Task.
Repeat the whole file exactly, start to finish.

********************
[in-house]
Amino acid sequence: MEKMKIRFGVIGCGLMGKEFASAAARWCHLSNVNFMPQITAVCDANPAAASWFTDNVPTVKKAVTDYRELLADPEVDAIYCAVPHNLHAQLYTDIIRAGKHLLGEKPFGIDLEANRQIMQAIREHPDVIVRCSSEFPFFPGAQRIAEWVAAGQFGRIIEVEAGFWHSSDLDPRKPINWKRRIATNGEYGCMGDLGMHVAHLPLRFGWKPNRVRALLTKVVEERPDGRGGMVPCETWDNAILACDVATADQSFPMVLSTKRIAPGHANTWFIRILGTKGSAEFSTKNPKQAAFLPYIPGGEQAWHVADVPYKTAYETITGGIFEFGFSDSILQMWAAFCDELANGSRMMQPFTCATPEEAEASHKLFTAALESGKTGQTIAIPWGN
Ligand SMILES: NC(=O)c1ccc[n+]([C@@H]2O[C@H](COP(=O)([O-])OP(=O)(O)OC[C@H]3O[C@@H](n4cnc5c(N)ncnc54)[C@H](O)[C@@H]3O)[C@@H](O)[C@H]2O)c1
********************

[in-house]
Amino acid sequence: MEKMKIRFGVIGCGLMGKEFASAAARWCHLSNVNFMPQITAVCDANPAAASWFTDNVPTVKKAVTDYRELLADPEVDAIYCAVPHNLHAQLYTDIIRAGKHLLGEKPFGIDLEANRQIMQAIREHPDVIVRCSSEFPFFPGAQRIAEWVAAGQFGRIIEVEAGFWHSSDLDPRKPINWKRRIATNGEYGCMGDLGMHVAHLPLRFGWKPNRVRALLTKVVEERPDGRGGMVPCETWDNAILACDVATADQSFPMVLSTKRIAPGHANTWFIRILGTKGSAEFSTKNPKQAAFLPYIPGGEQAWHVADVPYKTAYETITGGIFEFGFSDSILQMWAAFCDELANGSRMMQPFTCATPEEAEASHKLFTAALESGKTGQTIAIPWGN
Ligand SMILES: NC(=O)c1ccc[n+]([C@@H]2O[C@H](COP(=O)([O-])OP(=O)(O)OC[C@H]3O[C@@H](n4cnc5c(N)ncnc54)[C@H](O)[C@@H]3O)[C@@H](O)[C@H]2O)c1